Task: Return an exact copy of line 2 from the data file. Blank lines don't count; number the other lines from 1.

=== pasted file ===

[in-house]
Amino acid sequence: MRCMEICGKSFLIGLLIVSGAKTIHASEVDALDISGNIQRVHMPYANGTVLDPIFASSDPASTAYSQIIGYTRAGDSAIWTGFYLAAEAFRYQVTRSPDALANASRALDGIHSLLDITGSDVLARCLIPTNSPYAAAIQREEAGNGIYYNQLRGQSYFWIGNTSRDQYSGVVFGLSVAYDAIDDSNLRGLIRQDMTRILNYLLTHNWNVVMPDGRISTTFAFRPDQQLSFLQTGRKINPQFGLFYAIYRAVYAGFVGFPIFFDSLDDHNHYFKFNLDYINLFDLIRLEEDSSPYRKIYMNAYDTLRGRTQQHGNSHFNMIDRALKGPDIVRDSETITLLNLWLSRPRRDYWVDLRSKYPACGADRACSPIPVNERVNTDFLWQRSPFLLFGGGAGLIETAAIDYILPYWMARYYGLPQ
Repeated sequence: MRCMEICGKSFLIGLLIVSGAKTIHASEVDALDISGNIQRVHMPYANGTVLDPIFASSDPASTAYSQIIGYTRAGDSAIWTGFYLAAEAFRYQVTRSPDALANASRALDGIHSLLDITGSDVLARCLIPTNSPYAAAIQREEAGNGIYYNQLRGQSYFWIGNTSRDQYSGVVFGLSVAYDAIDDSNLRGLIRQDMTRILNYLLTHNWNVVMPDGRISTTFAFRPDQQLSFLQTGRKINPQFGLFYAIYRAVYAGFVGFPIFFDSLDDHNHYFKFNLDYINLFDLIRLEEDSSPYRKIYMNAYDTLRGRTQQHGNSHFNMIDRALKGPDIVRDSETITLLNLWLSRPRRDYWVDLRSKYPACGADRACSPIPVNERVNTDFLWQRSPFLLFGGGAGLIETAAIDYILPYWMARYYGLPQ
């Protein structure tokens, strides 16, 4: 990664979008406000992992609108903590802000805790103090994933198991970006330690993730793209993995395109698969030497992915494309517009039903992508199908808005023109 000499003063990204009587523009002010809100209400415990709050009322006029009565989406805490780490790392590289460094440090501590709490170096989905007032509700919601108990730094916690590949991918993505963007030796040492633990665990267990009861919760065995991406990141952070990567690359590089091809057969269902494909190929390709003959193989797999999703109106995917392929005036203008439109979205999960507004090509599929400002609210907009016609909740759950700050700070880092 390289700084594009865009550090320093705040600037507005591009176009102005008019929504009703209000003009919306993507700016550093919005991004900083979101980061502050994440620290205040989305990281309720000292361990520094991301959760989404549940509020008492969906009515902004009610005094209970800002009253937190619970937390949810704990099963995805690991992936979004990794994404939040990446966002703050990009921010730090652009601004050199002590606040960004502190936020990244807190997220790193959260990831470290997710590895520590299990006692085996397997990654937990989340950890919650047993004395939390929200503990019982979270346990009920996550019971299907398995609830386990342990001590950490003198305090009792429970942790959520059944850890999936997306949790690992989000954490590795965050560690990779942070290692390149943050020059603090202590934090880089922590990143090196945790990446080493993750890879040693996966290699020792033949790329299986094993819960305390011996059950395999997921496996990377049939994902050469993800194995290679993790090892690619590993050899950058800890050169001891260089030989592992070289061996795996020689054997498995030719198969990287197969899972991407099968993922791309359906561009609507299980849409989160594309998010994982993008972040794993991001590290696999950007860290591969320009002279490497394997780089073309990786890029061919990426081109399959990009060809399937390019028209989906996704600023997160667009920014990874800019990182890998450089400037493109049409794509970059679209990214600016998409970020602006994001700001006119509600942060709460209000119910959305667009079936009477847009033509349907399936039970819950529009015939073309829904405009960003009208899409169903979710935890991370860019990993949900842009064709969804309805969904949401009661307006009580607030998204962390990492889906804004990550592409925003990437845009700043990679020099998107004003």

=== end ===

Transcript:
Amino acid sequence: MRCMEICGKSFLIGLLIVSGAKTIHASEVDALDISGNIQRVHMPYANGTVLDPIFASSDPASTAYSQIIGYTRAGDSAIWTGFYLAAEAFRYQVTRSPDALANASRALDGIHSLLDITGSDVLARCLIPTNSPYAAAIQREEAGNGIYYNQLRGQSYFWIGNTSRDQYSGVVFGLSVAYDAIDDSNLRGLIRQDMTRILNYLLTHNWNVVMPDGRISTTFAFRPDQQLSFLQTGRKINPQFGLFYAIYRAVYAGFVGFPIFFDSLDDHNHYFKFNLDYINLFDLIRLEEDSSPYRKIYMNAYDTLRGRTQQHGNSHFNMIDRALKGPDIVRDSETITLLNLWLSRPRRDYWVDLRSKYPACGADRACSPIPVNERVNTDFLWQRSPFLLFGGGAGLIETAAIDYILPYWMARYYGLPQ